Mounting acceptance, availability, and reliance on litigation finance has made it progressively easier for claimants across the globe to obtain the funding they need to pursue their claims to just and equitable conclusions. While antiquated common law prohibitions like champerty and maintenance continue to render third-party funding unavailable in some venues, the tide appears to be shifting in favor of resource-strapped claimants. As evidenced by recent developments in jurisdictions like Germany, Singapore, and Hong Kong, many venues stand on the brink of opening themselves to litigation funding or witnessing rapid expansions in its availability due in large part to the market forces that have facilitated litigation finance’s widespread and fast-growing popularity on the global scale.

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Topics: Litigation Finance, International Opportunities

Written by LexShares Team | Sep 7, 2016 4:55:03 PM | 0 Comments

The Benefits of International Arbitration – and How Litigation Finance Can Help

Although used as a method of dispute resolution as far back as Plato's time, arbitration has grown into a 21st-century institution. Especially on the international scene, where claimants range from individuals to nation states to global commercial entities, arbitration offers a flexible, expedient, and cost-effective alternative to formal courtroom litigation. This is reflected in several of the largest arbitration institutes reporting their highest-ever numbers of cases filed in 2015, averaging between 10 to 22 percent increases over 2014 case numbers. 

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Topics: Litigation Finance, Arbitration

Written by LexShares Team | Aug 12, 2016 1:57:37 PM | 0 Comments

How Does Sharing Information with Litigation Funders Affect the Attorney-Client Privilege and Attorney Work Product Protection?

First explicitly recognized by the Supreme Court over 130 years ago in Hunt v. Blackburn1 and reaffirmed nearly a century later in Upjohn Co. V. United States2, the safeguards against discovery provided by the attorney-client privilege and attorney work-product protection have long been cornerstones of modern legal practice in the United States.3  While, as a general rule, attorney-related protections against disclosure are waived whenever protected information is disclosed by a client to a third party, a growing body of case law has developed to preserve those protections in situations where information or work product is shared with litigation funders.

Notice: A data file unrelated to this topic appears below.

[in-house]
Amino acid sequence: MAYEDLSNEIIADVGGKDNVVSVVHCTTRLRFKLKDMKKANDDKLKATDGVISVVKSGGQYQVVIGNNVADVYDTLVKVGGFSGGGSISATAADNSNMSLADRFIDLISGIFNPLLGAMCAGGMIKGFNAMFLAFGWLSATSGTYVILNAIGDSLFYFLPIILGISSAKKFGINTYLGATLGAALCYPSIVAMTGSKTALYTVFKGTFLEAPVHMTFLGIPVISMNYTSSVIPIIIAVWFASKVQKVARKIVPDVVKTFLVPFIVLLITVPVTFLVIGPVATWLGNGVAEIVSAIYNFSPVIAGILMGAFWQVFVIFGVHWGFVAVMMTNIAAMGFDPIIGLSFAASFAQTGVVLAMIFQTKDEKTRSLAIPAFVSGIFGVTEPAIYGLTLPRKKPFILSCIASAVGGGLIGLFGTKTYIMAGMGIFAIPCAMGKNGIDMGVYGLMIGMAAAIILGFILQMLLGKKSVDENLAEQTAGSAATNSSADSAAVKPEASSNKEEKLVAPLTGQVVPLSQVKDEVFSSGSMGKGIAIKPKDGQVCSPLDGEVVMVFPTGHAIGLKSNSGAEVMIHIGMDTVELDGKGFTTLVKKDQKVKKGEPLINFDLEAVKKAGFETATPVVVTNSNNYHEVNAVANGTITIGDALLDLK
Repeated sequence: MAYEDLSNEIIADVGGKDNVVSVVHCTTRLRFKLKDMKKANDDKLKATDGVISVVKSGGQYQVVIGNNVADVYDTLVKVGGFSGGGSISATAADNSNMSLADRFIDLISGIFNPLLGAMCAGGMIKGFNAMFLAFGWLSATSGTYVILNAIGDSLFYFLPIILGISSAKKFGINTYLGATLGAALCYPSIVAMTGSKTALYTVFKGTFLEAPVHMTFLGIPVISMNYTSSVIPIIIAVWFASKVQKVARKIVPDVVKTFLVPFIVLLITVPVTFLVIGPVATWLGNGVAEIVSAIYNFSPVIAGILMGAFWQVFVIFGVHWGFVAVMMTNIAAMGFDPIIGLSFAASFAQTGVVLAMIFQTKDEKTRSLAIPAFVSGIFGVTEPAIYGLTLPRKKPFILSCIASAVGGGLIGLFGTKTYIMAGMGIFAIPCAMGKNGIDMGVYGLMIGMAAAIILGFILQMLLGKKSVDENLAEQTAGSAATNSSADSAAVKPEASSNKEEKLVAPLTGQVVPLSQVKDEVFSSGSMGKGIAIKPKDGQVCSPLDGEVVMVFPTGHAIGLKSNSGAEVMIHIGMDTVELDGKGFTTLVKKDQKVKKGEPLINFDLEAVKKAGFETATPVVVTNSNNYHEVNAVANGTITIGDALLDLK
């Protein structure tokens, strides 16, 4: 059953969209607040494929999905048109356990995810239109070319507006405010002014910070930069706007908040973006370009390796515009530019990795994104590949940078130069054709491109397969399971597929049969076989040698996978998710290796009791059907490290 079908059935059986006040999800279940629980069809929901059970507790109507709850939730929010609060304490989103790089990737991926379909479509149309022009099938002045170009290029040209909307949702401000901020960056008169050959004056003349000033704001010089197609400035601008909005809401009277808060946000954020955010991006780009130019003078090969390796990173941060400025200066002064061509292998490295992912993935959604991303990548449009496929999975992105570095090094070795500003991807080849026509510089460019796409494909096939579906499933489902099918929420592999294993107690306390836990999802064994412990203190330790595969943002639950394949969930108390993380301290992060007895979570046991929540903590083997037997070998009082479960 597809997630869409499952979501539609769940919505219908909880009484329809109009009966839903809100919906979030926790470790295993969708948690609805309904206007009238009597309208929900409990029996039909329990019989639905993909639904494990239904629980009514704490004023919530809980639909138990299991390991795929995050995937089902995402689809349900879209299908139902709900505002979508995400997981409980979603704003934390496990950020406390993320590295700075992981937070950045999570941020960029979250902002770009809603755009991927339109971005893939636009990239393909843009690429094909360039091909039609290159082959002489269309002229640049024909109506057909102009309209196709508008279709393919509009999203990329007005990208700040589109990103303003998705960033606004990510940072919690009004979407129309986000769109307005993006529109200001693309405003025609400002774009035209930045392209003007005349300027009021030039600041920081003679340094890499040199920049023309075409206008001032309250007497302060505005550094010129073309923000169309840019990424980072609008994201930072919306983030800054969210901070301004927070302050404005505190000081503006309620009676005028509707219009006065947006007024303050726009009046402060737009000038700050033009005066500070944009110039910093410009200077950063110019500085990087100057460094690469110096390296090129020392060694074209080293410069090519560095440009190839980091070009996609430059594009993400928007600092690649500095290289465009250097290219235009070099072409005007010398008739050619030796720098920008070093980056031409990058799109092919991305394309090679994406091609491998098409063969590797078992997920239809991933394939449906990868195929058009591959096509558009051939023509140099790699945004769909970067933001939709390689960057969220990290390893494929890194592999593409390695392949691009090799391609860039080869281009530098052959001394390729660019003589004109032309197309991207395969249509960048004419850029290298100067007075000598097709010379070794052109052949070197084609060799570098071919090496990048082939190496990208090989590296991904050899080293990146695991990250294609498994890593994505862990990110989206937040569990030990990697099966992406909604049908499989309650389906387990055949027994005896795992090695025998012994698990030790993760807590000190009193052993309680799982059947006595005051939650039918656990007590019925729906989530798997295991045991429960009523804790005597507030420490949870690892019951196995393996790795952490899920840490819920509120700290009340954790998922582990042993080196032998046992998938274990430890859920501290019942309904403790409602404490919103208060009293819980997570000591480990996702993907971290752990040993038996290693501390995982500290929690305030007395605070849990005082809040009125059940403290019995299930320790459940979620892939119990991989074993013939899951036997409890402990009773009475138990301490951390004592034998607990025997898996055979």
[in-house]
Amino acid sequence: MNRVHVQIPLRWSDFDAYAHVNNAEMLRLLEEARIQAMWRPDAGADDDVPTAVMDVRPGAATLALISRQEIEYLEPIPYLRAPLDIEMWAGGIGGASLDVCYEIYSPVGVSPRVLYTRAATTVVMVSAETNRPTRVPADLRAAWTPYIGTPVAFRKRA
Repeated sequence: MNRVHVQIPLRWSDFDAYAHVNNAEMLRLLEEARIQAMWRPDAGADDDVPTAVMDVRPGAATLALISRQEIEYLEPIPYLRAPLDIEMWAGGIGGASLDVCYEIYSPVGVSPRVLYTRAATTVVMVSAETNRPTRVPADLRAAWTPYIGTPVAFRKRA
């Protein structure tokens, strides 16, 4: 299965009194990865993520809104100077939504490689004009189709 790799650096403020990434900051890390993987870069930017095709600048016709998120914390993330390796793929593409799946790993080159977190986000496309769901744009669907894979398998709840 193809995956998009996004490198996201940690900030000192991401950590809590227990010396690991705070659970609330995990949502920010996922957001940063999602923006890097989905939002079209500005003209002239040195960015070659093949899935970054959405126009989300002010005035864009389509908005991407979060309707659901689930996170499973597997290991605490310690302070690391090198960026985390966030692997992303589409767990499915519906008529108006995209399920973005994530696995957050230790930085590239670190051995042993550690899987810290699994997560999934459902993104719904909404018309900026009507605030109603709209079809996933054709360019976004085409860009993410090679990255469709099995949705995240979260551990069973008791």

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Topics: Attorney-Client Privilege, Litigation Finance

Written by LexShares Team | Jul 13, 2016 11:50:52 AM | 0 Comments

Diversification, Uncorrelated Assets, and Litigation Funding

Financial advisors have always stressed the importance of mitigating risk by diversifying portfolios through investment in a wide range of uncorrelated assets. Nowhere is this point illustrated more saliently than in times of great market volatility, such as the 2007-2008 financial market crisis and the recent short-term volatility following the United Kingdom’s Brexit vote, where value slowly accumulated over the course of many years can evaporate in a span of minutes. Such instability heralds a heightened opportunity for both risk and reward; whether the latter is worth the former, however, largely depends on an investor's temperament and financial goals.  Those who can ill afford a rapid depreciation in the value of their portfolios may be wise to heed the call for diversification.

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Topics: Litigation Funding, Diversification, Investing

Written by LexShares Team | Jun 29, 2016 5:00:12 PM | 0 Comments

Resources Matter When Bringing Investment Fraud Lawsuits

By far, the most valuable commodity in an investor’s portfolio is trust.  All successful investors trade in it.  Trust in company financial reporting, executive statements, brokerage advice, and other public sources of information underlies every purchase, sale, and exchange.  Any party with first-hand, confidential knowledge of a company’s workings is barred from trading in its stock or securities due to the unfair competitive advantage such insider knowledge provides; instead, they, like all investors, must rely on the even playing field of public information provided by others.  As a result, executives and those in positions of authority can do a great deal of damage when they breach that trust by engaging in unscrupulous practices such as giving investors misleading or outright false information, exploiting inside trading, or even embezzling funds.

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Topics: Financing Lawsuits, Litigation Funding, Investment Fraud